Tuesday, November 29, 2011

Jabotinsky Goes to the Theater - Stars in a New Play

In this news item, Politics is the thing, we learn that the Herzliya Theater Ensemble's new artistic director wants to increase subscribers tenfold; stage right, meet stage left.

The 2012 repertoire is composed entirely of original plays and constitutes "a sharp and very refined and diverse look at the Israeli reality," Kotler said Sunday.

...[a] play to be performed next season will be A.B. Yehoshua's "Hayelkhu Shnayim Yahdav" (literally "Will Two Walk Together")*, about early Zionist politics. It features a London meeting between David Ben-Gurion, played by Rami Baruch, and Ze'ev Jabotinsky, played by Gil Frank.

The play, which will be directed by Kotler, will be performed in April, as a joint production with the Cameri Theatre.

There is an historical background to this:

The end of the 1920s and the beginning of the 1930s were years of growth and consolidation for the Revisionist movement. At various conferences held during that period, doubts were raised as to whether to continue operating under the auspices of the World Zionist Organization. Tensions between the Revisionist movement and Zionist workers’ parties reached new heights after the assassination of Ḥayim Arlozorov, a Mapai leader, in 1933. In an effort to reduce the tension between Mapai and Revisionist camps, a meeting was held between Ben-Gurion and Jabotinsky, and it was agreed that the Revisionists would have a role to play on the Zionist Organization’s executive.

And this

An attempt to restore Zionist peace through a series of London meetings in the fall of 1934 between Jabotinsky and David Ben-Gurion was less noteworthy for its futility than for the light it shed on the visceral difference between Jabotinsky and most of his contemporaries in the Labor Camp. Ben-Gurion was both fascinated and repelled by him. “There was in him complete internal spiritual freedom,” Israel’s first prime minister told Schechman during a conversation in 1945 at his Negev retreat in Sde Boker. “He had nothing of the ‘Galut Jew’ and was never embarrassed in the presence of a Gentile.”


...in October [1934], Pinhas Rutenberg, a Zionist businessman, arranged for a secret meeting between Ben Gurion and Jabotinsky at his London home. On 26 October the two signed an agreement to ban violence in their disputes. Later pacts sought to regulate the relationships between the rival unions and called for an end to the Revisionists boycott of WZO fund- raising campaigns and, in return, the restoration of the Betarims right to obtain immigration certificates, which had been denied them because of their strike-breaking. The agreements were unpopular with the ranks on both sides, with Achimeir in Palestine and Menachem Begin in Poland both bitterly opposing them. However, the Revisionists world congress in January 1935 finally went along with the agreements, but the Histadrut referendum, in late March, overwhelmingly, 15,227 to 10,187, repudiated the pacts.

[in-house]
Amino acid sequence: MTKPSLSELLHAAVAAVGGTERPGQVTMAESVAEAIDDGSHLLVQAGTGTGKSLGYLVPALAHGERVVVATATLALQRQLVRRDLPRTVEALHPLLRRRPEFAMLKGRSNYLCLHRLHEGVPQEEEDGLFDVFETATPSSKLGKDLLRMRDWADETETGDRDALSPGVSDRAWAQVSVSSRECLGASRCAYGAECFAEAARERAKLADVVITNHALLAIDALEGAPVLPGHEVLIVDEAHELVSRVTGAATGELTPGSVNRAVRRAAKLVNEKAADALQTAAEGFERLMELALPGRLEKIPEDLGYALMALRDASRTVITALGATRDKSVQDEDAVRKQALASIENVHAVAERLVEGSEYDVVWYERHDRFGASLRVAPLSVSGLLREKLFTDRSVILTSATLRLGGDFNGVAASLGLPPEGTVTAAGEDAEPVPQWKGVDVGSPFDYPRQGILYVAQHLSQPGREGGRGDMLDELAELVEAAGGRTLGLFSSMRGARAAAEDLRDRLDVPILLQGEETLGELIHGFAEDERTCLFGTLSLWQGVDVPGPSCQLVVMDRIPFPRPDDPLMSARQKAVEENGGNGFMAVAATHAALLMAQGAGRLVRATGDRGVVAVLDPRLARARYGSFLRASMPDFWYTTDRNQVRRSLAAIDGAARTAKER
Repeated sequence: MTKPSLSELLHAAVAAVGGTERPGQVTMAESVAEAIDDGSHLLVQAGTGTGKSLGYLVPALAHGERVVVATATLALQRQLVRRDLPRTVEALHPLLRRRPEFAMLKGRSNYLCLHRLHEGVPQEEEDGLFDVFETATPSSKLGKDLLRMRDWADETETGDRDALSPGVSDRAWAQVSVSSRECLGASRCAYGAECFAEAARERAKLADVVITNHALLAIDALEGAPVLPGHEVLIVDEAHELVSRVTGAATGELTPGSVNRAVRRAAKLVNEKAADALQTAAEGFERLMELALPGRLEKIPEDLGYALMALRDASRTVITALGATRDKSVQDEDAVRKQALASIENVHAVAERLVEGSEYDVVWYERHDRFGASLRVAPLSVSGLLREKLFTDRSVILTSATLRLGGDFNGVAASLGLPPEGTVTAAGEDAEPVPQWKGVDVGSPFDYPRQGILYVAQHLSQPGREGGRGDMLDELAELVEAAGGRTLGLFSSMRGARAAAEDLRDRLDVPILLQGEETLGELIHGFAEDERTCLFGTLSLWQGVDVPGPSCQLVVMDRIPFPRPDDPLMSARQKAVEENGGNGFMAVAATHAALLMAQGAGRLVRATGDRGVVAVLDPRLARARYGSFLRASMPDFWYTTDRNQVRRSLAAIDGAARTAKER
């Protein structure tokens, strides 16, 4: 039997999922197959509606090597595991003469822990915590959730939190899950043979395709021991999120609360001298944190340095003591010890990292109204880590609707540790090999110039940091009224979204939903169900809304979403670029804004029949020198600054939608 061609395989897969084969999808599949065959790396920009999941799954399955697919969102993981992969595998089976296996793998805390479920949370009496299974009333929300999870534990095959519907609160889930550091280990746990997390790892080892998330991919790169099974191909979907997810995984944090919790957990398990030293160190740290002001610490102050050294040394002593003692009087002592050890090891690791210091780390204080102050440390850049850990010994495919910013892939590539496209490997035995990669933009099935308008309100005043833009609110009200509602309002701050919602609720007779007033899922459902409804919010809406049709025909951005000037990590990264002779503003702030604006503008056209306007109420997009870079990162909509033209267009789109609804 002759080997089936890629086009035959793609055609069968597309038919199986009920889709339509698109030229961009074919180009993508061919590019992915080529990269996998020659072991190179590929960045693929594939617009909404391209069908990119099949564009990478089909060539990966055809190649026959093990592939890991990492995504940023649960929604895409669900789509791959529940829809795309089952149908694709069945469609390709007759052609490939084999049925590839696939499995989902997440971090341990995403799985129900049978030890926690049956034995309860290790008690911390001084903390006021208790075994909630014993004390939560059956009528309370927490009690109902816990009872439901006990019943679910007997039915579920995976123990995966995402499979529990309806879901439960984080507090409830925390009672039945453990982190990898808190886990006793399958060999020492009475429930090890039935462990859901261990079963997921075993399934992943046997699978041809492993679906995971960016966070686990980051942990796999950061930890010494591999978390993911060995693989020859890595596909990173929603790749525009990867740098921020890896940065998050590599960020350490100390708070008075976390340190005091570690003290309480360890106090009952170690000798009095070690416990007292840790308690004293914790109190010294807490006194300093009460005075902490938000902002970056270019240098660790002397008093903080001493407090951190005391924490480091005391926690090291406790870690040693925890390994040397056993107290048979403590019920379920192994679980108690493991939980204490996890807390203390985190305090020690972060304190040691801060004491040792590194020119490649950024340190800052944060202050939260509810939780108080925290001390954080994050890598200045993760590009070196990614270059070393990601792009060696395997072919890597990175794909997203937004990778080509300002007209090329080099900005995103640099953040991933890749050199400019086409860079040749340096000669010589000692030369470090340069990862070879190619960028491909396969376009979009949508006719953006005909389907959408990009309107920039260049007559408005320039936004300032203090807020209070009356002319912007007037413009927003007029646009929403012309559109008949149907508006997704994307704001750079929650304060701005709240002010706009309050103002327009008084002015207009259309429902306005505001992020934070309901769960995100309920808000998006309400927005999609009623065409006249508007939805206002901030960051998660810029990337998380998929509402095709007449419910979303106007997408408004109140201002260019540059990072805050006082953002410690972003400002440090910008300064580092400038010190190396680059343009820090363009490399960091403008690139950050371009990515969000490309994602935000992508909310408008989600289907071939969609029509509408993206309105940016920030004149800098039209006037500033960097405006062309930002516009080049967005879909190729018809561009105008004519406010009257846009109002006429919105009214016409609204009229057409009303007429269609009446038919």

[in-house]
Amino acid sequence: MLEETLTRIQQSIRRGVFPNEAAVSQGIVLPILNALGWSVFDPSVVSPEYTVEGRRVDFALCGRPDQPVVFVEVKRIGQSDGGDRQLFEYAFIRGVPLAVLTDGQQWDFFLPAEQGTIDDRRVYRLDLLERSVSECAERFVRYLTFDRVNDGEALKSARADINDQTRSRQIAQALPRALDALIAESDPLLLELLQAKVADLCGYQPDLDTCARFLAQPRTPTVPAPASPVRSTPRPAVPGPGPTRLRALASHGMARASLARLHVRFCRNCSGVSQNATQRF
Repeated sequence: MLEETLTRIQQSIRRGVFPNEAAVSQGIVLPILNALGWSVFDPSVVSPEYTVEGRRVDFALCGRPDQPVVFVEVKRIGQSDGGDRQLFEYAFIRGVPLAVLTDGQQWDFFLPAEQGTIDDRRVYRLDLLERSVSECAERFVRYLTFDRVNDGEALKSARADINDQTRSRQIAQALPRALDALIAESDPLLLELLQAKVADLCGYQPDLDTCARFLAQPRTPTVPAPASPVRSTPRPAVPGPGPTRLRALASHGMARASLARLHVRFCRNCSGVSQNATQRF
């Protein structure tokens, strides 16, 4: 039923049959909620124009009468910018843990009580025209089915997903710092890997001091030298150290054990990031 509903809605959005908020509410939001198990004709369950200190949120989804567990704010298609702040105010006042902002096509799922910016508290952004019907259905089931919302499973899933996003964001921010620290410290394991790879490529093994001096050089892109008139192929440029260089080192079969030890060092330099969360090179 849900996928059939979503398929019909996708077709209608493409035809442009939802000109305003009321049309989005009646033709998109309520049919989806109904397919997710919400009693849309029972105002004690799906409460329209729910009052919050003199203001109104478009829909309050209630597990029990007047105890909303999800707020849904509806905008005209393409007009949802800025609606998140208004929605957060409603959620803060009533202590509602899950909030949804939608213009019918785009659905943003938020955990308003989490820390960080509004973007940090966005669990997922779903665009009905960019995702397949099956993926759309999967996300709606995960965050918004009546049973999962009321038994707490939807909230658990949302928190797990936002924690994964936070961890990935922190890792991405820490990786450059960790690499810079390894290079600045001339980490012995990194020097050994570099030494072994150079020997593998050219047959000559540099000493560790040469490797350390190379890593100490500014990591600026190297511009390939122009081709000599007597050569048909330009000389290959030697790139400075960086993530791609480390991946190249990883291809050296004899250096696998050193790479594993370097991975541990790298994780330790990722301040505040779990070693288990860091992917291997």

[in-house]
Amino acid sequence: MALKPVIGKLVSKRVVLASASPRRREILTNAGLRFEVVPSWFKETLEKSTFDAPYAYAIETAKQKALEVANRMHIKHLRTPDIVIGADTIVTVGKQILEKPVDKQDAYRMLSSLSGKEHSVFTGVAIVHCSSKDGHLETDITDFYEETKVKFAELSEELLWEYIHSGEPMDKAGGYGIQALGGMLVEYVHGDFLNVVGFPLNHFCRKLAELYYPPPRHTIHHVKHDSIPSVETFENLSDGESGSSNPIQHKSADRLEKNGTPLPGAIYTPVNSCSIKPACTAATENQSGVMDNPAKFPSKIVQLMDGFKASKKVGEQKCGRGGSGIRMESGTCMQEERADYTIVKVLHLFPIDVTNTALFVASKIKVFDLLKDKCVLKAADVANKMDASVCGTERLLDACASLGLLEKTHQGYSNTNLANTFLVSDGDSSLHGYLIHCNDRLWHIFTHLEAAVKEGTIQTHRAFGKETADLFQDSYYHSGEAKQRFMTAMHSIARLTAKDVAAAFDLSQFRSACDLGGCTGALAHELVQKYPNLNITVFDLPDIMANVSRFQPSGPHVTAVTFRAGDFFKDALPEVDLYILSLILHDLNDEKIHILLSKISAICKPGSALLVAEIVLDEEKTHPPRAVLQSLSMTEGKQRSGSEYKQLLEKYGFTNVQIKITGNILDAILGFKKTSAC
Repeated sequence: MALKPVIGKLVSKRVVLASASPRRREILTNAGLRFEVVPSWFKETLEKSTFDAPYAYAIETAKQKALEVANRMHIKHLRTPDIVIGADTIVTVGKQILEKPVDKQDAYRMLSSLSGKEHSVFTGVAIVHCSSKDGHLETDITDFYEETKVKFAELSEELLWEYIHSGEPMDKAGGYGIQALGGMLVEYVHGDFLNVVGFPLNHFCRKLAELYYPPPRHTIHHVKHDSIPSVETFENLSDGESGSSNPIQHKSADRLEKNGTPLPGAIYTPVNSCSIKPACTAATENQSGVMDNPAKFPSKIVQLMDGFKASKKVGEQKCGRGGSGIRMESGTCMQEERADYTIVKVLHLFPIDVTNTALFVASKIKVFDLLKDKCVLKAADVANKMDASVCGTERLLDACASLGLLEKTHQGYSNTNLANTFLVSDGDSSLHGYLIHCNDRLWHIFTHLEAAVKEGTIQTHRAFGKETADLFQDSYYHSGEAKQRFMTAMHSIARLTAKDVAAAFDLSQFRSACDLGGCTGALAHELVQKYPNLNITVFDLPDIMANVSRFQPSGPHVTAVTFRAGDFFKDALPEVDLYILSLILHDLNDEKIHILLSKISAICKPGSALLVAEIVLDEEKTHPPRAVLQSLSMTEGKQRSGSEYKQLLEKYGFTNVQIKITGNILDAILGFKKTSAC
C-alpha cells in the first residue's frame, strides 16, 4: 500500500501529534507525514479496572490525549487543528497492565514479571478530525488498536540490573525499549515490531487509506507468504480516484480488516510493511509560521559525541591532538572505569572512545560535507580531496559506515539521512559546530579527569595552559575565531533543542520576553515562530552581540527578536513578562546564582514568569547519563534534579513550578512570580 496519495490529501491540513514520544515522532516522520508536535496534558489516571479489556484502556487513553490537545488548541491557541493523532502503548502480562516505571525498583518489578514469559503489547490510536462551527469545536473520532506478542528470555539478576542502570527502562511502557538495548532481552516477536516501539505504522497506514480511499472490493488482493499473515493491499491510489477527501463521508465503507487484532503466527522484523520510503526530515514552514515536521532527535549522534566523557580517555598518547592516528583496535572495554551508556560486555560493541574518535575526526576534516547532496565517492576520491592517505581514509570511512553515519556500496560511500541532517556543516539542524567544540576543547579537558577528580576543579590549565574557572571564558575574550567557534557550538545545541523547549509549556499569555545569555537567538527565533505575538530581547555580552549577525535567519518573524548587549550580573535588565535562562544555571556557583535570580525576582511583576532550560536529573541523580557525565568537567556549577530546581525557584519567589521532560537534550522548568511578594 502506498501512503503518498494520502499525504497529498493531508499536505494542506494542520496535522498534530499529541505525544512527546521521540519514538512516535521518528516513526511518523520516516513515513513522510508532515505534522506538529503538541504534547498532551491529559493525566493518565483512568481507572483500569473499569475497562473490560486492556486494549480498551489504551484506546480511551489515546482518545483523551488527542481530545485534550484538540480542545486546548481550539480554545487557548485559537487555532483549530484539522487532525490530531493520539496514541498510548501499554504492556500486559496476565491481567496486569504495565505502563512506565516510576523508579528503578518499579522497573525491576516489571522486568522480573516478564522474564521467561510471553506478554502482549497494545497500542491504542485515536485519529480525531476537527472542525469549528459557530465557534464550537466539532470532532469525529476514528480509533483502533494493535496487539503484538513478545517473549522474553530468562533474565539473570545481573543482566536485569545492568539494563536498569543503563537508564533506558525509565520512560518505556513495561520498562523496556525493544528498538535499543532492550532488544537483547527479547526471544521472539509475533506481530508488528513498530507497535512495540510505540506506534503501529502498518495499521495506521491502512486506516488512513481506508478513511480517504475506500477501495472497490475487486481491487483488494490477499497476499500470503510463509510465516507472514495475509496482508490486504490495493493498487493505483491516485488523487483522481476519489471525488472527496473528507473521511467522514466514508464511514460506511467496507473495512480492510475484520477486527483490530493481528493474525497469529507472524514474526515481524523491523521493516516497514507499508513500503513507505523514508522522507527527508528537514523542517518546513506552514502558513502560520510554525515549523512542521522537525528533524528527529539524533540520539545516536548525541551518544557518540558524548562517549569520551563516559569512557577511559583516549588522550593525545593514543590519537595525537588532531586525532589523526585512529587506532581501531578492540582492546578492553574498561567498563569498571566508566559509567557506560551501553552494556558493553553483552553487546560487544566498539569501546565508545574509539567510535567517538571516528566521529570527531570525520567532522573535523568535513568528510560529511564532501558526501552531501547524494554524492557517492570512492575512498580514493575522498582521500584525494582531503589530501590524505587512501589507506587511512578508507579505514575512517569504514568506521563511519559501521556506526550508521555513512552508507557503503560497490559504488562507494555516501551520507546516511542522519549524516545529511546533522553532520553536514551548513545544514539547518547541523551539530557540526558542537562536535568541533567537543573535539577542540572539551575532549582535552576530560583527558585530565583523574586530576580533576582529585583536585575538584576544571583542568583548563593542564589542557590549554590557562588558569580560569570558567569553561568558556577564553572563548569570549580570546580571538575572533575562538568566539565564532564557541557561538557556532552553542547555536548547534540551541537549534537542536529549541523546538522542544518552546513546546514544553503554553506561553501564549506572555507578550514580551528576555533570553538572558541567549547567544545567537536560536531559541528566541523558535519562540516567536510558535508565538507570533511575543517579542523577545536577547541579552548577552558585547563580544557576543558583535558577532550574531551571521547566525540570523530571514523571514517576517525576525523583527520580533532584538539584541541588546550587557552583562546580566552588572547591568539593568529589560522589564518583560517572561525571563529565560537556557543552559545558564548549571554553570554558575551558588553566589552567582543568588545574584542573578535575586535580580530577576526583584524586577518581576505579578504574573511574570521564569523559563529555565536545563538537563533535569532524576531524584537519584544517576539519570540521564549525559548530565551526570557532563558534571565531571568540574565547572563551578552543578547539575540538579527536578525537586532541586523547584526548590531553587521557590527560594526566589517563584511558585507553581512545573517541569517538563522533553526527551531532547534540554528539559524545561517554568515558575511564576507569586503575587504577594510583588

There were actually four agreements that resulted from the meetings, one was that

In this “London Agreement”, Ben-Gurion and Jabotinsky had come to an understanding and had worked out an agreement together which included the banning of libel and insults between their two movements.

And here:

After the Arlosoroff murder trial, an attempt at a reconciliation between the Revisionists and the Zionist leadership was made in 1934. At the initiative of Pinḥas *Rutenberg, Jabotinsky and David *Ben-Gurion met in London and, after lengthy negotiations, signed three agreements. The first enjoined all Zionist parties to refrain from certain forms of party warfare, notably "libel, slander, insult to individuals and groups." The second was a labor agreement providing for a modus vivendi between the Histadrut and the Revisionist workers, including the controversial issues of strikes. The third provided for suspension of the Revisionist boycott against the Zionist funds and a guarantee of immigration certificates for members of Betar. The agreements were welcomed by Zionist public opinion, but the labor agreement was submitted to a referendum of Histadrut members and rejected by a majority. The atmosphere of goodwill petered out.

The best book is in Hebrew by Yaacov Goldstein - The Agreement between David Ben-Gurion and Zeev Jabotinsky and its Failure (1934-1935), Yariv- Hadar Publication, Tel Aviv, 1979 (together with Yaacov Shavit)


"הֲיֵלְכוּ שְׁנַיִם יַחְדָּו בִּלְתִּי אִם נוֹעָדוּ" which is a verse in Amos 3:3 - "Will two walk together, except they have agreed?"

1 comment:

Lynn Sharon said...

Ben Gurion may have had a love/hate relationship with Jabotinsky, and sadly, it was the 'hate' aspect of Ben Gurion's personality that had him refuse to allow Jabotinksy (he died in NY in 1940 and was buried in Montefiore Cementary on LI) to be reburied in Israel, a truly sad day for Jewish unity. Worse, of course, was Ben Gurion's orders to sink the Altalena off the shore of Tel Aviv, causing the death of young, idealistic Jewish youth who were bringing much needed arms to the nascent Jewish State.